The Québec government’s comparative situation between 2015 and 2016 remained stable in relation to other Québec employees and those in the private sector, as well as in terms of both salary and total compensation

Montréal, November 30, 2016 – The salaries of Québec government employees1 calculated on the basis of the benchmark jobs studied, are 13.8% lower in 2016 than those of other Québec employees working in enterprises with 200 employees or more. They are also lower than the salaries of employees in the private sector by 10.9%. With regard to total compensation, which includes salaries, benefits and hours at work, Québec government employees are behind Québec employees as a whole by 9.3%, though they are on par with their counterparts in the private sector. These are among the main findings from Rémunération des salariés. État et évolution comparés 2016, a report prepared by the Institut de la statistique du Québec and made public today.

The Québec government is in a more favourable position with regard to total compensation than to salaries on account of a shorter normal workweek and more paid time off (holidays). Thus, Québec government employees spend fewer hours at work (obtained by subtracting paid time off from normal working hours). Costs for benefits in the Québec government, at 25.5% of salary, are lower than those of other Québec employers (28.2%), but equivalent to those in the private sector (24.7%).

The differentials are calculated according to 76 benchmark jobs representative of the Québec government employee structure and comparable to those in the different segments of the labour market. The jobs used are distributed among five categories: professionals, technicians, office employees, service employees and manual workers. The benchmark jobs in the technician and office employee categories account for, respectively, 27% and 38%, of the total number of Québec government employees included in the comparison.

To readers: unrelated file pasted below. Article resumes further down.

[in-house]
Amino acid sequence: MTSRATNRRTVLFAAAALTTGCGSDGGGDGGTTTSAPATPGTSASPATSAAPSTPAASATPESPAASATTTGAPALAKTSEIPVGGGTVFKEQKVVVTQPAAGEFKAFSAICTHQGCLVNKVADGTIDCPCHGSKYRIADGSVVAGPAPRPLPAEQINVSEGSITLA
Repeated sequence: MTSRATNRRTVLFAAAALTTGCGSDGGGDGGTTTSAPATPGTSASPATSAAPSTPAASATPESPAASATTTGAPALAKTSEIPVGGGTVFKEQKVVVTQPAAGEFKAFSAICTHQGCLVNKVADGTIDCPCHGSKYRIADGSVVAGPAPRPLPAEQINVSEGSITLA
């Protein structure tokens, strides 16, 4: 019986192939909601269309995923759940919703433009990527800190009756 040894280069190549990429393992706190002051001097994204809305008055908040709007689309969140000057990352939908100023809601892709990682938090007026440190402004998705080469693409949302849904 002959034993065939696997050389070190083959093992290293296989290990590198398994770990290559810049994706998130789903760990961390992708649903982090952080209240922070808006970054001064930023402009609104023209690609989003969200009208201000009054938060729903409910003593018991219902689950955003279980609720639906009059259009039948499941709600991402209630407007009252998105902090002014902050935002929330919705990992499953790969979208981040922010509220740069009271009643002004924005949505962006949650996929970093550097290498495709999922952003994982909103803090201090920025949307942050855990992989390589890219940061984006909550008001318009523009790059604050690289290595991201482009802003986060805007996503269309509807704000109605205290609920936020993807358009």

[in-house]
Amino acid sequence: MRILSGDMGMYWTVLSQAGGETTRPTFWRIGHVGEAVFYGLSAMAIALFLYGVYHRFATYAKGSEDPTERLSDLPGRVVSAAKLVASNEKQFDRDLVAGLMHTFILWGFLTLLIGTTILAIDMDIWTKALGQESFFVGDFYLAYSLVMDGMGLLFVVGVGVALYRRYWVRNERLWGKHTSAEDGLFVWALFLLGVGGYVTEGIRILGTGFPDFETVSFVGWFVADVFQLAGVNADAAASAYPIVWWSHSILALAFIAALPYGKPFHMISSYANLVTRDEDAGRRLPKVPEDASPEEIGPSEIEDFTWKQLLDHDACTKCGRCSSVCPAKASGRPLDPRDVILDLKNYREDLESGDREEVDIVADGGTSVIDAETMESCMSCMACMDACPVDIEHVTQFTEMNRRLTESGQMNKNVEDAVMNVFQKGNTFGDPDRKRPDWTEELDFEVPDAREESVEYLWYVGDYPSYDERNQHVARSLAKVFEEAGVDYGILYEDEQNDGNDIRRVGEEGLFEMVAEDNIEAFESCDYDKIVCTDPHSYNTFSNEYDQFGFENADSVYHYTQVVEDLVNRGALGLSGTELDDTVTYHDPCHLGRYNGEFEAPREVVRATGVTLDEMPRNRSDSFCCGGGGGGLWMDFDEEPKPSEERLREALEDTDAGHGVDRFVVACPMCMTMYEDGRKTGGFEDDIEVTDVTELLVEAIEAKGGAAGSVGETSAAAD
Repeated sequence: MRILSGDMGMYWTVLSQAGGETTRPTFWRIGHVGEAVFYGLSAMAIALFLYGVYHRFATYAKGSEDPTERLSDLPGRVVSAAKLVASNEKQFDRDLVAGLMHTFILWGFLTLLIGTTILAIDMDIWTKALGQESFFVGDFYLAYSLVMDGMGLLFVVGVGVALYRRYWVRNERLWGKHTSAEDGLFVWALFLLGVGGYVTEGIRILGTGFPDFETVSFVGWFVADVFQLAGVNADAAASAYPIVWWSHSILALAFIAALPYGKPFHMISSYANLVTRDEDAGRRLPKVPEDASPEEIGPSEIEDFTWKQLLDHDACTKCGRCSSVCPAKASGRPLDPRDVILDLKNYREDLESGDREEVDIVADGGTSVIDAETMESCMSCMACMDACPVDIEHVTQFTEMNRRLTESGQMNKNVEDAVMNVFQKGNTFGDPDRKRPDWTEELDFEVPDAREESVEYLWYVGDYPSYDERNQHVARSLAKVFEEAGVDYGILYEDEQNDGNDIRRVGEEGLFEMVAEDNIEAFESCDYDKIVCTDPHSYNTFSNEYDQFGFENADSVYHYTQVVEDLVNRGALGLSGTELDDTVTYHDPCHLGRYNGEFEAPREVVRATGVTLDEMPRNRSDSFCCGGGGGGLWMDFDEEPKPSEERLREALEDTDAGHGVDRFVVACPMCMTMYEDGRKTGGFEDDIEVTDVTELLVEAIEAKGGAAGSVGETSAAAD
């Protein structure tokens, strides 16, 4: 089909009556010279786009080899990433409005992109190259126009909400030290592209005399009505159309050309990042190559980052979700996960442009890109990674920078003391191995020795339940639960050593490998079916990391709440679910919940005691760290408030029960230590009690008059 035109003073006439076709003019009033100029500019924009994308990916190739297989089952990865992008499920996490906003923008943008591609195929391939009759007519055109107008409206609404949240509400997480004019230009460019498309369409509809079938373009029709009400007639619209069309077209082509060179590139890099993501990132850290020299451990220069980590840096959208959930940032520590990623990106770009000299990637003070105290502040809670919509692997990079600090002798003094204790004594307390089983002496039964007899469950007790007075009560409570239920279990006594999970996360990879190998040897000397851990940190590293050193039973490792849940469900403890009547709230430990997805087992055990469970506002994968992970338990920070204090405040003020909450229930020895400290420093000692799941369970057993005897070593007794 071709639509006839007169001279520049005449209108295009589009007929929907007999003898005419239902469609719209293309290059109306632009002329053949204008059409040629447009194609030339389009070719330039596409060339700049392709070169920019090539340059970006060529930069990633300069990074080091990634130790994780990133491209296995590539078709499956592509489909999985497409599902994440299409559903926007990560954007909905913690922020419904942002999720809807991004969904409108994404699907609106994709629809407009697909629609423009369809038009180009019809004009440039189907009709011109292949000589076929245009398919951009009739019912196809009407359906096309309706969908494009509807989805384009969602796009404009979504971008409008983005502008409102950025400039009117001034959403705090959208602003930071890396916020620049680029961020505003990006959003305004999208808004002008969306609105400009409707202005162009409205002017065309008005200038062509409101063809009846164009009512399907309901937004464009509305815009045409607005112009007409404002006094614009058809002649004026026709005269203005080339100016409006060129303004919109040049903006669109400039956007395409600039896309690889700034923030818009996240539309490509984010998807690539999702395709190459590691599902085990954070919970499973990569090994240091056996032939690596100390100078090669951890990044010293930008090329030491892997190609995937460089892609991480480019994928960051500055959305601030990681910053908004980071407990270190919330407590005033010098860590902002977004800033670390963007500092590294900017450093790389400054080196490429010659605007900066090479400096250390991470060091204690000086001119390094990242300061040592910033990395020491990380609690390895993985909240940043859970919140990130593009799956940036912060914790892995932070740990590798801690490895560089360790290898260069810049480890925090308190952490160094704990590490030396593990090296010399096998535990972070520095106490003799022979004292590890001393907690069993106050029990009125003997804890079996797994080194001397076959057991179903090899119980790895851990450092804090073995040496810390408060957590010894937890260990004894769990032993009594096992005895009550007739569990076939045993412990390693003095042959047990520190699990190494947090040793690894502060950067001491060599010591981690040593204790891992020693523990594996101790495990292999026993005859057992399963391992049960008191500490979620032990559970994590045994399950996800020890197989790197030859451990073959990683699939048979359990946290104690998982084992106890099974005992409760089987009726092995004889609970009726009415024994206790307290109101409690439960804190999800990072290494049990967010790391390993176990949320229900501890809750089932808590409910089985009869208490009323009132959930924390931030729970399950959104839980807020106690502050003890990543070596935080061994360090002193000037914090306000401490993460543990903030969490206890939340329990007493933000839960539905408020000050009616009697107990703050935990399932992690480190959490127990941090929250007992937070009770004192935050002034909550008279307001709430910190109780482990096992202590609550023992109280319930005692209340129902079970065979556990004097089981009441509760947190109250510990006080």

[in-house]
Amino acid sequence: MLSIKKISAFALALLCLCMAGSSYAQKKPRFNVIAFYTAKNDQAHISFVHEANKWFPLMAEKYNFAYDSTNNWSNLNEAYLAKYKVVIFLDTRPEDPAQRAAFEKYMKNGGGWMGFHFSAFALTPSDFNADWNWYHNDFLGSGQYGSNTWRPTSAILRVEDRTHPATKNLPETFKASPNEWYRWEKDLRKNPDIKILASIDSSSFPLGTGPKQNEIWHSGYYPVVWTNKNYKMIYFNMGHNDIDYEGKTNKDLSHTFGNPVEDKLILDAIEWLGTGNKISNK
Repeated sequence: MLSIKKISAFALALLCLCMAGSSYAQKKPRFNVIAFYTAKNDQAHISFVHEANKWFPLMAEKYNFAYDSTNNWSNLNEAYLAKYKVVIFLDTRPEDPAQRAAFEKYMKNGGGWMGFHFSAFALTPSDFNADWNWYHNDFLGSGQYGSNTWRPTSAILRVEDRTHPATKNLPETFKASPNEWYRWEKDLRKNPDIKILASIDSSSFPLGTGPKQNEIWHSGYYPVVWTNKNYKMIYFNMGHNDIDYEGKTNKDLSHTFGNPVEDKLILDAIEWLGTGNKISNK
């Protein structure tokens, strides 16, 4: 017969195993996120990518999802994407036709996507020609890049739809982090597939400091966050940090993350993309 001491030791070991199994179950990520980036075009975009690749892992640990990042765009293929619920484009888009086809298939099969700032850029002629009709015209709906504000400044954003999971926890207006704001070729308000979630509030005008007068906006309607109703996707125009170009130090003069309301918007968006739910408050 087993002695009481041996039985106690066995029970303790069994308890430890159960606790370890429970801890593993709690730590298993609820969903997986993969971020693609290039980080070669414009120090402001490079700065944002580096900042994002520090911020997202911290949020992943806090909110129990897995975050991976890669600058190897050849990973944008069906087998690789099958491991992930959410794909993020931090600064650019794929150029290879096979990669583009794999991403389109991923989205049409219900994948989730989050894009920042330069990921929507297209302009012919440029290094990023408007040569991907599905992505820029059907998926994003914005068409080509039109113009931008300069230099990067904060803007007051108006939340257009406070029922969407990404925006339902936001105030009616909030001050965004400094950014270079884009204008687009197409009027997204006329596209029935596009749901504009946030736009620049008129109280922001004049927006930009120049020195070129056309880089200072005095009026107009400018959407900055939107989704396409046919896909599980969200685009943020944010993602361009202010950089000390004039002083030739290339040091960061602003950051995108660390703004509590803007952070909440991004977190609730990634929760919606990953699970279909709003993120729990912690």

The Québec government’s comparative situation remained stable between 2015 and 2016 in relation to other Québec employees as a whole and to the private sector, in terms of both salaries and total compensation.

The findings for 2016 take into account the new collective agreements signed over the past year with the majority of Québec government employees. On April 1, 2016, the employees covered by these agreements received a 1.5% adjustment to their salary structure. Certain groups of employees, mainly those in benchmark jobs in the professionals category, were still in negotiations when this report was produced.

Since 2009, the Québec government’s comparative situation has weakened in relation with other Québec employees and the private sector. The salary gap between Québec government employees and employees in the sectors mentioned above is wider in 2016 than it was in 2009, going from -8.7% to -13.8% and -6.0% to -10.9%. In terms of total compensation, the same holds true for other Québec employees, with the differential going from -3.7% in 2009 to -9.3% in 2016. In comparison with the private sector, however, the Québec government’s situation with regard to total compensation has remained stable.

Weaker projections for 2017 on account of inflation

Based on the collective agreements signed with the ministère du Travail, de l’Emploi et de la Solidarité sociale and surveys conducted by consulting firms, the Institut predicts that Québec employees (unionized or not) will benefit from average salary-scale increases of 2.0% in 2016 and 1.9% in 2017. Unionized employees are expected to gain an average increase of 1.9%, both in 2016 and 2017. Non-unionized employees are expected to gain a similar rate in 2016 and 2017 (2.0% versus 1.9%). According to available inflation forecasts (0.9% in 2016 and 1.8% in 2017), Québec employees as a whole should see a gain in purchasing power in both years, though the gain would be higher in 2016 than in 2017 (1.1 points versus 0.1 percentage points).


1. This sector includes the Québec public service and the public education and health and social services networks. Public bodies, for example government corporations, are excluded. They are part of the “government business enterprises” sector.


  • Nadège Jean
    Coordinator, compensation studies
    Direction des statistiques du travail et de la rémunération
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